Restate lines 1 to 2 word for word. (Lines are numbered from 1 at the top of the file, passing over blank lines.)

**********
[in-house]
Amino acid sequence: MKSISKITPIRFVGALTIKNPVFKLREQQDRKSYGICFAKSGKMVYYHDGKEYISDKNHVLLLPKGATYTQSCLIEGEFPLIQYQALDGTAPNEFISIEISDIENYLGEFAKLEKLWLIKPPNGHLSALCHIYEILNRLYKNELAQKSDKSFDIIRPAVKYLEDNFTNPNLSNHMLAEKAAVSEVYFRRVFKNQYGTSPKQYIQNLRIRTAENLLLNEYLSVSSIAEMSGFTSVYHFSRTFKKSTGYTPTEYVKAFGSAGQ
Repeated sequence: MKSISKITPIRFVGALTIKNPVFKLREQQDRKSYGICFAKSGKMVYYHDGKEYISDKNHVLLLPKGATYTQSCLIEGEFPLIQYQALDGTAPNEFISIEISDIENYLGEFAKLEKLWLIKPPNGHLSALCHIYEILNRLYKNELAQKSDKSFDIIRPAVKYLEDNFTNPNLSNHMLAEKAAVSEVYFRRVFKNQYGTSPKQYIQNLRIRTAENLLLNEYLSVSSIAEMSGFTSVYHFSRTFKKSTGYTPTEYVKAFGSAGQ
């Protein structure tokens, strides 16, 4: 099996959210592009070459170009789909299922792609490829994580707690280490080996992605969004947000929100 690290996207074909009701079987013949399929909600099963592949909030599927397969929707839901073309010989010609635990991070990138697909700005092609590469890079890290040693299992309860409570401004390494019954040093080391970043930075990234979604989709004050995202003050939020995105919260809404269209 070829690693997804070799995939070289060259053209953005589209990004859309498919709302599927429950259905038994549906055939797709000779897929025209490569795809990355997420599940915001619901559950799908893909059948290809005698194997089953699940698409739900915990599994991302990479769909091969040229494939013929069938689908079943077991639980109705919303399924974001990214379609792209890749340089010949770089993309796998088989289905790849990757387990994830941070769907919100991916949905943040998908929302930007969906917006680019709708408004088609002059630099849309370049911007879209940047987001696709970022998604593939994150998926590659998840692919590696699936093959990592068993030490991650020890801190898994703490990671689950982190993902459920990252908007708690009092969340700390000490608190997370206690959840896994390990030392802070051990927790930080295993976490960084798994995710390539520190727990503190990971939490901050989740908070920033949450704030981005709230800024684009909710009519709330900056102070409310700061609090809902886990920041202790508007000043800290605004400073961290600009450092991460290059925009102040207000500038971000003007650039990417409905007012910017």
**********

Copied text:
[in-house]
Amino acid sequence: MKSISKITPIRFVGALTIKNPVFKLREQQDRKSYGICFAKSGKMVYYHDGKEYISDKNHVLLLPKGATYTQSCLIEGEFPLIQYQALDGTAPNEFISIEISDIENYLGEFAKLEKLWLIKPPNGHLSALCHIYEILNRLYKNELAQKSDKSFDIIRPAVKYLEDNFTNPNLSNHMLAEKAAVSEVYFRRVFKNQYGTSPKQYIQNLRIRTAENLLLNEYLSVSSIAEMSGFTSVYHFSRTFKKSTGYTPTEYVKAFGSAGQ